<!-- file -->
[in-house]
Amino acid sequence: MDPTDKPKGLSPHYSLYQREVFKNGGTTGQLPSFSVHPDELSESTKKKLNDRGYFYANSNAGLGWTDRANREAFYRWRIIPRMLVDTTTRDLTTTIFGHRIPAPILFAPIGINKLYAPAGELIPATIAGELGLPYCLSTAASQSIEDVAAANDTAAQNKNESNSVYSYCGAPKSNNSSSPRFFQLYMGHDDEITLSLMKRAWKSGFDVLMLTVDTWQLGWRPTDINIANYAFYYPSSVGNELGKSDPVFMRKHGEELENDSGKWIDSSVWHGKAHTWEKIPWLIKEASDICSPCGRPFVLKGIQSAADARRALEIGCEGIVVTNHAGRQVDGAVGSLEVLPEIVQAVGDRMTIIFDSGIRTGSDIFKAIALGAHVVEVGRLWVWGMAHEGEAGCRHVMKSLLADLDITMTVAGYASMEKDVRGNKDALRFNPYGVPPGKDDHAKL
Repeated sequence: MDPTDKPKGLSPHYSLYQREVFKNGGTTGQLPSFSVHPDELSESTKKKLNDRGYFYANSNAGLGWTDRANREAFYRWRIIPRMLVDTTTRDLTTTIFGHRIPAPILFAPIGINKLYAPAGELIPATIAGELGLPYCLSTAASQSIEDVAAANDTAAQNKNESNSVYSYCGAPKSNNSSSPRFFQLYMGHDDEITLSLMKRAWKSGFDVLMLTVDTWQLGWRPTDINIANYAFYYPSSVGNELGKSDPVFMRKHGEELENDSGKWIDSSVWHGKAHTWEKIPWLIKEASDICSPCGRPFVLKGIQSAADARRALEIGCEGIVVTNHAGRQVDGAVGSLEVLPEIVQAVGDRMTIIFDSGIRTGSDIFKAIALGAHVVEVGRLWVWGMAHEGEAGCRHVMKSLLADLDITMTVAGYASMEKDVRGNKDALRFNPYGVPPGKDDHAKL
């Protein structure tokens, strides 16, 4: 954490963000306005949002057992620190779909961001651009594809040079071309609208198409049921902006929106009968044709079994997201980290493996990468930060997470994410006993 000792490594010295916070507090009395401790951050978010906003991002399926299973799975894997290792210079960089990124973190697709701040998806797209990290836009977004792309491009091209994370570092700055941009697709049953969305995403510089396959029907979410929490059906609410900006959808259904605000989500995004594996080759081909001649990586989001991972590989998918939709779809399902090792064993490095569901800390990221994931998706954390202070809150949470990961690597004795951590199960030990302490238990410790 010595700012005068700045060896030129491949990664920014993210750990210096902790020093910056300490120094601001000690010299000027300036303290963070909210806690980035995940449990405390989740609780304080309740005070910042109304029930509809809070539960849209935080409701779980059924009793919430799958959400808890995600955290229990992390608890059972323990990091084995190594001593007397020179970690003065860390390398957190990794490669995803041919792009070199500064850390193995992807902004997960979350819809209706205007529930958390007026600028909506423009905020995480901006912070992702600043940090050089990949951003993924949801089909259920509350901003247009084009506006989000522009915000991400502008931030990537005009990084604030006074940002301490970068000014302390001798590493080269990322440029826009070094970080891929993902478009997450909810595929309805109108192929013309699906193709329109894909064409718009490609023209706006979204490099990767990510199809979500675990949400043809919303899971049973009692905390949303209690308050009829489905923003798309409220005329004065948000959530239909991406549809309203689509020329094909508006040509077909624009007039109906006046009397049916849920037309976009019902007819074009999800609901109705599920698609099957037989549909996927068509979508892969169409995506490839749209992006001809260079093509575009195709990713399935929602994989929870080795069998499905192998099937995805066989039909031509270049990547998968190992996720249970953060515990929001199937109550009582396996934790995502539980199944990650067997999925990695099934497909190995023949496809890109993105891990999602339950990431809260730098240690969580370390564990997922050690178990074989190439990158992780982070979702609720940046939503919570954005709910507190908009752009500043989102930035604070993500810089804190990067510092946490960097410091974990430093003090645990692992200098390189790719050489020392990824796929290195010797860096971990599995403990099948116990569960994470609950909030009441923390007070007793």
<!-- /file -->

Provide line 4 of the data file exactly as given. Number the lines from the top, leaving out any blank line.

């Protein structure tokens, strides 16, 4: 954490963000306005949002057992620190779909961001651009594809040079071309609208198409049921902006929106009968044709079994997201980290493996990468930060997470994410006993 000792490594010295916070507090009395401790951050978010906003991002399926299973799975894997290792210079960089990124973190697709701040998806797209990290836009977004792309491009091209994370570092700055941009697709049953969305995403510089396959029907979410929490059906609410900006959808259904605000989500995004594996080759081909001649990586989001991972590989998918939709779809399902090792064993490095569901800390990221994931998706954390202070809150949470990961690597004795951590199960030990302490238990410790 010595700012005068700045060896030129491949990664920014993210750990210096902790020093910056300490120094601001000690010299000027300036303290963070909210806690980035995940449990405390989740609780304080309740005070910042109304029930509809809070539960849209935080409701779980059924009793919430799958959400808890995600955290229990992390608890059972323990990091084995190594001593007397020179970690003065860390390398957190990794490669995803041919792009070199500064850390193995992807902004997960979350819809209706205007529930958390007026600028909506423009905020995480901006912070992702600043940090050089990949951003993924949801089909259920509350901003247009084009506006989000522009915000991400502008931030990537005009990084604030006074940002301490970068000014302390001798590493080269990322440029826009070094970080891929993902478009997450909810595929309805109108192929013309699906193709329109894909064409718009490609023209706006979204490099990767990510199809979500675990949400043809919303899971049973009692905390949303209690308050009829489905923003798309409220005329004065948000959530239909991406549809309203689509020329094909508006040509077909624009007039109906006046009397049916849920037309976009019902007819074009999800609901109705599920698609099957037989549909996927068509979508892969169409995506490839749209992006001809260079093509575009195709990713399935929602994989929870080795069998499905192998099937995805066989039909031509270049990547998968190992996720249970953060515990929001199937109550009582396996934790995502539980199944990650067997999925990695099934497909190995023949496809890109993105891990999602339950990431809260730098240690969580370390564990997922050690178990074989190439990158992780982070979702609720940046939503919570954005709910507190908009752009500043989102930035604070993500810089804190990067510092946490960097410091974990430093003090645990692992200098390189790719050489020392990824796929290195010797860096971990599995403990099948116990569960994470609950909030009441923390007070007793």